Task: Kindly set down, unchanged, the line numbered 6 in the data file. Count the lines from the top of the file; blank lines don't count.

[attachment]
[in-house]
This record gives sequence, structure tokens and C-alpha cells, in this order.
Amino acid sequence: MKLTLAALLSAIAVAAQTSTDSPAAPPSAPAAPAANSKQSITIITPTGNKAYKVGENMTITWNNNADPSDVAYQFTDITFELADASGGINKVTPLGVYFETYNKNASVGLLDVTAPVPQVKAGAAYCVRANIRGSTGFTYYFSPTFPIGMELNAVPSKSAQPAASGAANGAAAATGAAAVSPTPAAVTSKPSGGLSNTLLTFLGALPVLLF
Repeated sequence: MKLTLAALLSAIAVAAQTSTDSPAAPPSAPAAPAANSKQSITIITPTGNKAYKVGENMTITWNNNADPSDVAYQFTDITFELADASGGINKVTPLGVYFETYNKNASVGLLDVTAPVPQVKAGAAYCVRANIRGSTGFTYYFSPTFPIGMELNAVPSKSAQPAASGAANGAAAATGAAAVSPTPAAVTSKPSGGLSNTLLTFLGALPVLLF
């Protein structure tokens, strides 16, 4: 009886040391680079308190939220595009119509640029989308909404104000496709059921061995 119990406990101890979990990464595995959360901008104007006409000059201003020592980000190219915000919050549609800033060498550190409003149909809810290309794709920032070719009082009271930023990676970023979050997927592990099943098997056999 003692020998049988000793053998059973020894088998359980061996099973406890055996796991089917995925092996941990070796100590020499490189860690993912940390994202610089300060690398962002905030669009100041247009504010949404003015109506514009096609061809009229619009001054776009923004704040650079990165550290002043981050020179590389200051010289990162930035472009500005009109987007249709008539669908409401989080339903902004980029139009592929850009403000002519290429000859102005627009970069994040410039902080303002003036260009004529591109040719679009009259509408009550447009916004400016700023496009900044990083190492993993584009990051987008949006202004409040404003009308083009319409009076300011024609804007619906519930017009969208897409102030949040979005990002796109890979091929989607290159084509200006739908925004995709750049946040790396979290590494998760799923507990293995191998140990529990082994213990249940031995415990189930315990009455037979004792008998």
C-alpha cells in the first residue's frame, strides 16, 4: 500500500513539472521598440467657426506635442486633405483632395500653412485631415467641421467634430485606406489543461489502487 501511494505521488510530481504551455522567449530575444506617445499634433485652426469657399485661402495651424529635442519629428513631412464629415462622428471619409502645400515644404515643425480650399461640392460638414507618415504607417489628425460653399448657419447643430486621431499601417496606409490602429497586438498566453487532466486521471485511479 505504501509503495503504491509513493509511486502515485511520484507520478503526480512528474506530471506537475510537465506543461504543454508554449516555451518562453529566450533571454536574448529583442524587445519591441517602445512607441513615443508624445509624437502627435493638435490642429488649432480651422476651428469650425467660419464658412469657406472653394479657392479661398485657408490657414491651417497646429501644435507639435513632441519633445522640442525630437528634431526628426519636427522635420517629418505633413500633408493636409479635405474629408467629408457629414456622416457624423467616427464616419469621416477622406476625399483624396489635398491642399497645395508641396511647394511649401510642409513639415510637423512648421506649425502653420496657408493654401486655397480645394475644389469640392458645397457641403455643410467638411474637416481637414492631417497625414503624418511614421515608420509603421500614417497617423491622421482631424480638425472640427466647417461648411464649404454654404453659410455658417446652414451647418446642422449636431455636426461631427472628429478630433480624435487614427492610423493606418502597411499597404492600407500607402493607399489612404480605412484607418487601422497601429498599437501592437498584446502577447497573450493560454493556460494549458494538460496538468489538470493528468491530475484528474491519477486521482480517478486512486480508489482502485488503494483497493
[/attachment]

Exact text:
C-alpha cells in the first residue's frame, strides 16, 4: 500500500513539472521598440467657426506635442486633405483632395500653412485631415467641421467634430485606406489543461489502487 501511494505521488510530481504551455522567449530575444506617445499634433485652426469657399485661402495651424529635442519629428513631412464629415462622428471619409502645400515644404515643425480650399461640392460638414507618415504607417489628425460653399448657419447643430486621431499601417496606409490602429497586438498566453487532466486521471485511479 505504501509503495503504491509513493509511486502515485511520484507520478503526480512528474506530471506537475510537465506543461504543454508554449516555451518562453529566450533571454536574448529583442524587445519591441517602445512607441513615443508624445509624437502627435493638435490642429488649432480651422476651428469650425467660419464658412469657406472653394479657392479661398485657408490657414491651417497646429501644435507639435513632441519633445522640442525630437528634431526628426519636427522635420517629418505633413500633408493636409479635405474629408467629408457629414456622416457624423467616427464616419469621416477622406476625399483624396489635398491642399497645395508641396511647394511649401510642409513639415510637423512648421506649425502653420496657408493654401486655397480645394475644389469640392458645397457641403455643410467638411474637416481637414492631417497625414503624418511614421515608420509603421500614417497617423491622421482631424480638425472640427466647417461648411464649404454654404453659410455658417446652414451647418446642422449636431455636426461631427472628429478630433480624435487614427492610423493606418502597411499597404492600407500607402493607399489612404480605412484607418487601422497601429498599437501592437498584446502577447497573450493560454493556460494549458494538460496538468489538470493528468491530475484528474491519477486521482480517478486512486480508489482502485488503494483497493